I've just seen a segment on ABC News Tonight which has me worried. It was about the use of computer animations in court testimony. They showed animations of plane and car crashes which used solid modelling and realistic rendering combined with animation to show what "really" happened. Nowhere in the segment did they suggest that it represented a synthesis of various points of view. One attorney asserted that he doubted he would have won his client's case without the animation of his client's ride on a roller coaster, which he claimed caused a stroke. Despite the fact that 8 million other people had ridden the coaster without ill effects, because this guy had an animation that looked like the real thing, showing g-forces on his client's head, he won his case. In another case, an animation of an accident claimed to be unavoidable was said by a juror to be convincing, because you could "really see what happened, and it was very colorful." The RISKs are obvious; going from circumstantial evidence of, say, a car crash, they animate the scene and necessarily make numerous assumptions in order to be able to produce a viewable animation. The jury is subliminally convinced that they are watching a video reenactment of the scene, and if the other side doesn't have a video of their own... the animations are likely to be viewed by jurors as direct evidence instead of indirect. The segment started with an animation of a plane crash married with the cockpit voice recorder, and the flight recorder telemetry (?) was used as input for the animation. That's a whole lot more reliable than taking evidence from casual witnesses to a car crash and translating it to position and velocity data. Peter Scott (firstname.lastname@example.org)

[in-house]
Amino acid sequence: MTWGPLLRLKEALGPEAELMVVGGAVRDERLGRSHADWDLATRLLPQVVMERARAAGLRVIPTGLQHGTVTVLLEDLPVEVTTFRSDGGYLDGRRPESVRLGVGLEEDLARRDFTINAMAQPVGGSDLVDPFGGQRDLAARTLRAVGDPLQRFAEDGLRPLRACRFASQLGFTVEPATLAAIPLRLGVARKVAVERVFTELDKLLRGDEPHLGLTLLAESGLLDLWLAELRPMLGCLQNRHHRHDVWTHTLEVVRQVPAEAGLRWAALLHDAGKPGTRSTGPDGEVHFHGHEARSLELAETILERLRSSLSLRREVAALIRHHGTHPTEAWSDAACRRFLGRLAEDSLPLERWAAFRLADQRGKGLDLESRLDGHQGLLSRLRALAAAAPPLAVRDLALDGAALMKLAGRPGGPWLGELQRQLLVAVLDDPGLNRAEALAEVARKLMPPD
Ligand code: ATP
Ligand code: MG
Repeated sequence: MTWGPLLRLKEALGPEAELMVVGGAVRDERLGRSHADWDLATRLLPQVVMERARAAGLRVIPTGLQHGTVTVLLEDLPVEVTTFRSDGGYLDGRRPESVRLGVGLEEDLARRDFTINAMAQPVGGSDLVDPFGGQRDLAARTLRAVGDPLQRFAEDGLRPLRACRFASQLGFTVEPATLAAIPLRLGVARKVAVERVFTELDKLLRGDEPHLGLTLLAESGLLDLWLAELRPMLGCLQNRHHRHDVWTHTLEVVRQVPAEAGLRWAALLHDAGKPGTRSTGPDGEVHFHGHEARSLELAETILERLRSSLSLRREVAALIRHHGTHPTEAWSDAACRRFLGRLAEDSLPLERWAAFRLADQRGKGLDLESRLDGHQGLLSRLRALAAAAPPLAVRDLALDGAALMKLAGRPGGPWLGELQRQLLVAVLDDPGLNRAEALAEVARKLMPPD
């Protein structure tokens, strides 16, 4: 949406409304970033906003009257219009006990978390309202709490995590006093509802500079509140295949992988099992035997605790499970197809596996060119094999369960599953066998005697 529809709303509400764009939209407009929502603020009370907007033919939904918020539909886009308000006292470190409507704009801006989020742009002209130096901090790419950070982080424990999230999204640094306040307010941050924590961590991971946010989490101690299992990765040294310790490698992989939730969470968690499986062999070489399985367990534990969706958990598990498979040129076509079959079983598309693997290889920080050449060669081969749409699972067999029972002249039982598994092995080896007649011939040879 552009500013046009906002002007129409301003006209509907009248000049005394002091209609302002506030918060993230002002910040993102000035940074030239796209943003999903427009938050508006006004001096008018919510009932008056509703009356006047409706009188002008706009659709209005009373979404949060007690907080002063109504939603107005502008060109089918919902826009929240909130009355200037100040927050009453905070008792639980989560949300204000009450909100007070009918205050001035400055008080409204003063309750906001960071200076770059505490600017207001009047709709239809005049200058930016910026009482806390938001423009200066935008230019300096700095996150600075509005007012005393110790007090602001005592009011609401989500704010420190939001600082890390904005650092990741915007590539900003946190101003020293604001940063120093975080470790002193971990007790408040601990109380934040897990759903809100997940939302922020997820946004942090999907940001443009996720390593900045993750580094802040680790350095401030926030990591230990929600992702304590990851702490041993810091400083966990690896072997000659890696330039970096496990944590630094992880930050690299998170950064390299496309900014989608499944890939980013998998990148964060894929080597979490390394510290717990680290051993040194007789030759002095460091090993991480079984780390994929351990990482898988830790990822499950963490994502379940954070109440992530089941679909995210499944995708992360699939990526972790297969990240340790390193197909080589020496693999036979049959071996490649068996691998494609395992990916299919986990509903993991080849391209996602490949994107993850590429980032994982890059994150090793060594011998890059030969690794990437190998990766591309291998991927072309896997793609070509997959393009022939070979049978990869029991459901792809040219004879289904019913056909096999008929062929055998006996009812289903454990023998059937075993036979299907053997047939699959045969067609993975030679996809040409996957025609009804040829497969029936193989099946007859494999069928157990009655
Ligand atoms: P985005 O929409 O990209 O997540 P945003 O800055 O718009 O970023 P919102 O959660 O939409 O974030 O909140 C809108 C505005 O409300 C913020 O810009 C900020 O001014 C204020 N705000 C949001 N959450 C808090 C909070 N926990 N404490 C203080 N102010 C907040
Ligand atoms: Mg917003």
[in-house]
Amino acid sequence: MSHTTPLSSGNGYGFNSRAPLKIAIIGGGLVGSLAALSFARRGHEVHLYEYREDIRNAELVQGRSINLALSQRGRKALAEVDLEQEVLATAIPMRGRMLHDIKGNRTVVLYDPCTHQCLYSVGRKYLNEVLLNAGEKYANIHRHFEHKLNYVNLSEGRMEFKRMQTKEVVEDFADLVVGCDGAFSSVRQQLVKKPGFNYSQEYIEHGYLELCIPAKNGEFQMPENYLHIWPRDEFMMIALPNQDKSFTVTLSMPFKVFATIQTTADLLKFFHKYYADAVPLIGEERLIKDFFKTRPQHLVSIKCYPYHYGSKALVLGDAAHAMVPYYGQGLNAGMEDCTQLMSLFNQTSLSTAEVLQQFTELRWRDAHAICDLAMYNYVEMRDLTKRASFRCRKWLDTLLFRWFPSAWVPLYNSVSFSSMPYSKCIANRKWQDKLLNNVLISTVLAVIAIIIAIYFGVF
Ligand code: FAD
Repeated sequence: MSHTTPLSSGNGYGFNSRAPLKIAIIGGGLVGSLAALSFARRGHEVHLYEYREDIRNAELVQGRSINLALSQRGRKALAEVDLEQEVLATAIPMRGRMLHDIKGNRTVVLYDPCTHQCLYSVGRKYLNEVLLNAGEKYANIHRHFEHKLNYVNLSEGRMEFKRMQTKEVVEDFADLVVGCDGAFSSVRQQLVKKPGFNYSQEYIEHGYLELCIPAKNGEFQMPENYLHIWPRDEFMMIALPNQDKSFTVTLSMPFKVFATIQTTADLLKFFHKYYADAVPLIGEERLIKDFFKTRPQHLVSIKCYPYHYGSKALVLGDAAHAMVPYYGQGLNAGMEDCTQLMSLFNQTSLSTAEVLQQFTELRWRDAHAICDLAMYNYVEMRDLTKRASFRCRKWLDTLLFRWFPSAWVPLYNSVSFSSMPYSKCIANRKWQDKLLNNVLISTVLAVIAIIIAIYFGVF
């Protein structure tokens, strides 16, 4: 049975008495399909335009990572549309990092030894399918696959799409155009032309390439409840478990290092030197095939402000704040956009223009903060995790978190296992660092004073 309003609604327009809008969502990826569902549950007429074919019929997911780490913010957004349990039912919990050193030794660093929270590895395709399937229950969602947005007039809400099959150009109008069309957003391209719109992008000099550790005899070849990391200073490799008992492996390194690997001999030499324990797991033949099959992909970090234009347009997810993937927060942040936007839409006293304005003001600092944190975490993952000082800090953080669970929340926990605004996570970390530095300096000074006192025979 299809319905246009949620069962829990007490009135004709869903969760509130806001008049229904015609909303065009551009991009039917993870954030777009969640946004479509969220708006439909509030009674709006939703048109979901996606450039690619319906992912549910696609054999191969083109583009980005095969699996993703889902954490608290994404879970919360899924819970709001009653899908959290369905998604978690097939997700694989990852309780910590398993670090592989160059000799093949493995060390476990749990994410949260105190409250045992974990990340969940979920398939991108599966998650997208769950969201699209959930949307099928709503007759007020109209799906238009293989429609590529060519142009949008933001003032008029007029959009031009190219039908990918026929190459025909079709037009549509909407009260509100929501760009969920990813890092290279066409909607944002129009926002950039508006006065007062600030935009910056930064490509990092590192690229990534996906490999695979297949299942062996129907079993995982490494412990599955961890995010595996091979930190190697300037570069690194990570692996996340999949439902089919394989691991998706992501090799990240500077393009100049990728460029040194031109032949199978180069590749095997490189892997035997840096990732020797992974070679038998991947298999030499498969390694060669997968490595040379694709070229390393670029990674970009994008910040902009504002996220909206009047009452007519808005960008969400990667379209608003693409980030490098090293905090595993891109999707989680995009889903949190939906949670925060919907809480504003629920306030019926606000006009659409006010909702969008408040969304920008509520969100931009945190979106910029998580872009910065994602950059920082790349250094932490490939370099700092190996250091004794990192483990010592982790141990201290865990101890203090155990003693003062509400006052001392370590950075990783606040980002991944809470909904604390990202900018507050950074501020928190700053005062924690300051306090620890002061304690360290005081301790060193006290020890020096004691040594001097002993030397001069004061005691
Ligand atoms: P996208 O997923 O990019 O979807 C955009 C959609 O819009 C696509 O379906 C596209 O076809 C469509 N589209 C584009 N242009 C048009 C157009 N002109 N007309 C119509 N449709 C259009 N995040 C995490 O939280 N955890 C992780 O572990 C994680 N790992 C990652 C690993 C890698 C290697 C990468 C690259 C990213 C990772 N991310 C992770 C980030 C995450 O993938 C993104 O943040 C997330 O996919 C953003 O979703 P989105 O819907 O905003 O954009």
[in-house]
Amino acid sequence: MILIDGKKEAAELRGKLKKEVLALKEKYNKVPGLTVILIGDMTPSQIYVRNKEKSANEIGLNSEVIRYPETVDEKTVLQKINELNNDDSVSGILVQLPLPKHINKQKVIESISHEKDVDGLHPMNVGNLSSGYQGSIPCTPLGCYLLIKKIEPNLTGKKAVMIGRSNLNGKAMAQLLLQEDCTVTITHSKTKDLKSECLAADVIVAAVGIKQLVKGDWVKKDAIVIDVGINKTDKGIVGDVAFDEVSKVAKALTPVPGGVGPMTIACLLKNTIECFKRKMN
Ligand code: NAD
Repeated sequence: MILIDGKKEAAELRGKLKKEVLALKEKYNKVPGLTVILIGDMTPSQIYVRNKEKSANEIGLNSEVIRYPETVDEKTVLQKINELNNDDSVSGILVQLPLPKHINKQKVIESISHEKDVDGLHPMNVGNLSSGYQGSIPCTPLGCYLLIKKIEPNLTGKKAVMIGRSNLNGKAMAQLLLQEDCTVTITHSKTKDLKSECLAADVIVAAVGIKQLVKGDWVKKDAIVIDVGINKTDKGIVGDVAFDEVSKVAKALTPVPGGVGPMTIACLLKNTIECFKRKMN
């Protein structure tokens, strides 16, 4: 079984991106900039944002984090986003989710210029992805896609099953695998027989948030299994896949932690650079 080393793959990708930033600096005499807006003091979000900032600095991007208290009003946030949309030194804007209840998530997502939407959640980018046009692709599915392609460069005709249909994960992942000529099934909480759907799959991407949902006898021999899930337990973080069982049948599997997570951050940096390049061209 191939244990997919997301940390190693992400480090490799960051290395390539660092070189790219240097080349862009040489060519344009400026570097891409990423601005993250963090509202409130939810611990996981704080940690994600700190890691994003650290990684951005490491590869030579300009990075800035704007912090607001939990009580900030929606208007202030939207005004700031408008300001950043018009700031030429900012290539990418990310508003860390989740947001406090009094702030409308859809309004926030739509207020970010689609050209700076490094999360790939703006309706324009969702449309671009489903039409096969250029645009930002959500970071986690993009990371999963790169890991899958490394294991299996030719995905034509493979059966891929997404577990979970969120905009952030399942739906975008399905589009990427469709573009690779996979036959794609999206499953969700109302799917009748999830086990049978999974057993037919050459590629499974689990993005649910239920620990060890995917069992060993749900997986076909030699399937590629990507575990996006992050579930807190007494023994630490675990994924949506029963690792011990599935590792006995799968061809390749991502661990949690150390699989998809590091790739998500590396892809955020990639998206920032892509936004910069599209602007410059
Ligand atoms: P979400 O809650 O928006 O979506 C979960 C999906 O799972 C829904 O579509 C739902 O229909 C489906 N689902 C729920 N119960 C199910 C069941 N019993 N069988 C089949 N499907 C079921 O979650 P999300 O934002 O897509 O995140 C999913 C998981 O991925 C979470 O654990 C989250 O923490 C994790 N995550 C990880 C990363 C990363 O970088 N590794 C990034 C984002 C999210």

The Authority for Risk Management sounds like a good idea, but I can't help being a little put off by one comment: > ARM's rigorously independent scientists will not be allowed to become > purists. Their advice would have to be accompanied with the cost > implications of new policy. The minister, public and Parliament need to know > how much they are going to spend to live in a safer environment, and decide > if they want to pay the price. .... This paragraph presents risk management as though it must necessarily cost money, and the only issue is to decide whether to pay the price. But it should be obvious to any government, particularly one that runs a national health service, that reducing a risk can SAVE it money! If fewer people are poisoned or hurt, health costs go down. Governments lacking a national health service or other direct connection to health costs should consider the savings to society as a whole (that's theoretically why government does things, after all). Admittedly, once you start doing this, you often end up trying to decide just how valuable it is to save or prolong a given life. Not a great situation, but "not to decide is to decide" anyway. Dan Franklin